The Bobcats have regained a sense of normalcy.
Their season is set to begin in two weeks when they host Syracuse at Peden Stadium. Fall camp has progressed on schedule, and any hint of last season’s constant uncertainty due to the coronavirus is all but a memory.
However, the pandemic is still ongoing. Ohio isn’t out of the woods yet. Cases have begun to spike once again around the U.S., and the risk of contracting COVID-19 remains high.
Ohio faced the brunt of the pandemic last season. Its schedule was limited to a six-game, conference-only schedule in 2020, which sputtered to an uneventful end after three games were canceled due to COVID-19 issues.
The number one priority for Ohio is that those problems do not upend another season.
Coach Tim Albin said after Ohio’s second scrimmage of fall camp that his focus rests on following Ohio University’s COVID-19 protocols to the letter. All meeting rooms have assigned seating, masks are required indoors and a distance of six feet is maintained between individuals while inside.
The protocols are stringent but necessary. Albin believes the guidelines help eliminate instances of contact tracing should any player for Ohio test positive for COVID-19. Ohio’s games against Miami and Buffalo last season were canceled due to positive tests on its roster.
With cases on the rise, the Mid-American Conference is cracking down. MAC Commissioner Jon Steinbrecher outlined the conference’s policy on teams that suffer from outbreaks of COVID-19 during the conference’s media day in late July.
“We will not have the same minimum roster standards that we did last year,” Steinbrecher said at MAC Media Day in July. “If you cannot play the game, we will not reschedule the game and the game will be forfeited.”
Conference guidelines also require all unvaccinated players to undergo a weekly COVID-19 test. Ohio has little margin for error. One slip up might result in a forfeit, and Albin will not tolerate a loss due to an outbreak.
“All I can do is sit behind my desk and make decisions based on what the procedures are here and then keep the team moving forward,” Albin said. “It's a forfeit, and the Bobcats, we are not forfeiting again.”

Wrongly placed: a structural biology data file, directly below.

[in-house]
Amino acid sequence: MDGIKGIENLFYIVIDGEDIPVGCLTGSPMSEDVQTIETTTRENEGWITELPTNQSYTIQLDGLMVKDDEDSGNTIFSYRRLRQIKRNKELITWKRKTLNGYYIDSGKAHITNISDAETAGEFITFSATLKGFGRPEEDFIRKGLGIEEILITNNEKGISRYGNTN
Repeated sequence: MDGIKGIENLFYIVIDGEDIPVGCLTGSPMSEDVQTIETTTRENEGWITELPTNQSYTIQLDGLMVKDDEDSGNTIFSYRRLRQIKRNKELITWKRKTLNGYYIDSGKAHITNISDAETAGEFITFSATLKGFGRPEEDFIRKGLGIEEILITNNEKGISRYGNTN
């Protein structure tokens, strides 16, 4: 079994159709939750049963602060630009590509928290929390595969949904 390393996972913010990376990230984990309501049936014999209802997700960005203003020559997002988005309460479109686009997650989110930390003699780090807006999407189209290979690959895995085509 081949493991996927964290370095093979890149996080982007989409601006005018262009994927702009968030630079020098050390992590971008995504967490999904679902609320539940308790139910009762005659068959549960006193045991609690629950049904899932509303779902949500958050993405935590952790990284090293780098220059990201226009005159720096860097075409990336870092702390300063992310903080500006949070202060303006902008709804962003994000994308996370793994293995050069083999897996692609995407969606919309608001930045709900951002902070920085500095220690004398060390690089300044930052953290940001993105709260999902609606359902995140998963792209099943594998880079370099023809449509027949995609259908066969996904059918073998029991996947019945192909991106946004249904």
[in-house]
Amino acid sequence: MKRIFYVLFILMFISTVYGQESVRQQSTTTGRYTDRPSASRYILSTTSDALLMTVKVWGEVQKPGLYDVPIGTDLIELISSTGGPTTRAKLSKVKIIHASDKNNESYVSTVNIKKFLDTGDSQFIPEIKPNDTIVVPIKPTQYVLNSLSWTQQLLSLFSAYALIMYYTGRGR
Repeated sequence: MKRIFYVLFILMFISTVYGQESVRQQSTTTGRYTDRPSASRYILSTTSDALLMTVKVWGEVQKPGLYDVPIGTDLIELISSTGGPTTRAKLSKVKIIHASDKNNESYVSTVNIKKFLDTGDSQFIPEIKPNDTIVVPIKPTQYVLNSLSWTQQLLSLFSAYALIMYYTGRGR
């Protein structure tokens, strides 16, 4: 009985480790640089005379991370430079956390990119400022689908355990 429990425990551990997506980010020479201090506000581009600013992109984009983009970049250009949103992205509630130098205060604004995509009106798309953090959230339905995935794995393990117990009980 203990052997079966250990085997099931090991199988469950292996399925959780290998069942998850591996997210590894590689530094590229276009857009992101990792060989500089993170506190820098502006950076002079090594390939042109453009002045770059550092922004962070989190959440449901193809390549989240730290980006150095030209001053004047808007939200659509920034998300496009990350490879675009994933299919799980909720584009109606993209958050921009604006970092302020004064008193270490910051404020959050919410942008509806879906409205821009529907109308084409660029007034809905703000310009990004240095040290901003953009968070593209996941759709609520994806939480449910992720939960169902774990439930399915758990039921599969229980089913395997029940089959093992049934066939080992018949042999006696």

The good news for the Bobcats? Few players have to worry about contracting COVID-19.
According to Albin, 102 of the players on Ohio’s roster are either fully vaccinated or received their first dose. Those players comprise 86% of Ohio’s roster. Several holdouts have scheduled an appointment to get vaccinated in the near future. Most, if not all of Ohio’s coaching staff is also vaccinated.
The risk for an outbreak is low, and the progress has been steady. The few remaining unvaccinated players are aware of the risk during the surge in cases. Albin and his staff remind them of it every day.
“If an unvaccinated guy goes to Kroger or goes to Planet Fitness or goes to his girlfriend's house, I can’t control that.” Albin said. “The guys that are unvaccinated, they know what's at stake, because it's coming.”
Albin cannot strongarm his players into vaccination. He isn’t offended if one of his players elects to not take the vaccine. It’s a choice, and he respects that choice. However, Albin can educate them and hope those with reservations change their minds.
“We're gonna meet with the unvaccinated guys early this week,” Albin said. “Make sure they understand, which I know they do. It's a personal choice and we respect it.”
The Bobcats have freedom of choice to not receive the vaccine. However, it’s out of Albin and his staff’s hands if a player is forced to quarantine. The decision is up to them.
Ohio has enough vaccinated players to host a full practice. Albin has no qualms keeping quarantined players off the roster if need be.
“The difference between now and last year is there's a choice,” Albin said. “We have enough to practice. If it goes like they're saying and I think it's going to take off, then we'll shut it down. If I have to leave an unvaccinated guy at home, if we have to do that, I’m going to do it.”